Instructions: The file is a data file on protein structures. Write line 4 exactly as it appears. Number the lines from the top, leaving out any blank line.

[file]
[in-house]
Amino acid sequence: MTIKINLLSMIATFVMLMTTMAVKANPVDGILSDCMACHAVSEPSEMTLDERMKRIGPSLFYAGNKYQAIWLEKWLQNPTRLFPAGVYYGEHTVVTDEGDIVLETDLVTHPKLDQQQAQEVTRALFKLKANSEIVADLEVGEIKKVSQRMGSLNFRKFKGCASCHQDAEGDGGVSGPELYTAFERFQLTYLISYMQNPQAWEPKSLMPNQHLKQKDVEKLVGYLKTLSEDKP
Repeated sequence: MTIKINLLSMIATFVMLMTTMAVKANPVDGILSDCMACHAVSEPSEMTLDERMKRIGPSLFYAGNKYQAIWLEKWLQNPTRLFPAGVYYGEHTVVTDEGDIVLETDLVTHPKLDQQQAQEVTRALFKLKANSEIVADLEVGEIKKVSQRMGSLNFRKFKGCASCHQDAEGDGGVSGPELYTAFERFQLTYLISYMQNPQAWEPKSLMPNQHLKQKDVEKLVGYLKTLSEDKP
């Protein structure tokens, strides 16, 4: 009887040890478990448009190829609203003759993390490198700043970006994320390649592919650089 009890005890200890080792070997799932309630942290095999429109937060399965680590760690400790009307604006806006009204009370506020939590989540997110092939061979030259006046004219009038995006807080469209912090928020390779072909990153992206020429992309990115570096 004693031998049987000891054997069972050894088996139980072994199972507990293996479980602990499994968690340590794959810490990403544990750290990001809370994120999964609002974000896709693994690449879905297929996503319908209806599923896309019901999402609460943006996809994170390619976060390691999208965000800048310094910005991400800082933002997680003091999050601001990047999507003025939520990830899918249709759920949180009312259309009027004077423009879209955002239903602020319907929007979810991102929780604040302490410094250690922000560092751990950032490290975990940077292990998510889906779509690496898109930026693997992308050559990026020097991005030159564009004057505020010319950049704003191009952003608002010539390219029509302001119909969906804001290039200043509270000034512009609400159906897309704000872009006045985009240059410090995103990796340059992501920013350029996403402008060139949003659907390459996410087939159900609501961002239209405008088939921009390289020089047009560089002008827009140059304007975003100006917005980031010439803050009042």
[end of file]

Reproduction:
């Protein structure tokens, strides 16, 4: 009887040890478990448009190829609203003759993390490198700043970006994320390649592919650089 009890005890200890080792070997799932309630942290095999429109937060399965680590760690400790009307604006806006009204009370506020939590989540997110092939061979030259006046004219009038995006807080469209912090928020390779072909990153992206020429992309990115570096 004693031998049987000891054997069972050894088996139980072994199972507990293996479980602990499994968690340590794959810490990403544990750290990001809370994120999964609002974000896709693994690449879905297929996503319908209806599923896309019901999402609460943006996809994170390619976060390691999208965000800048310094910005991400800082933002997680003091999050601001990047999507003025939520990830899918249709759920949180009312259309009027004077423009879209955002239903602020319907929007979810991102929780604040302490410094250690922000560092751990950032490290975990940077292990998510889906779509690496898109930026693997992308050559990026020097991005030159564009004057505020010319950049704003191009952003608002010539390219029509302001119909969906804001290039200043509270000034512009609400159906897309704000872009006045985009240059410090995103990796340059992501920013350029996403402008060139949003659907390459996410087939159900609501961002239209405008088939921009390289020089047009560089002008827009140059304007975003100006917005980031010439803050009042």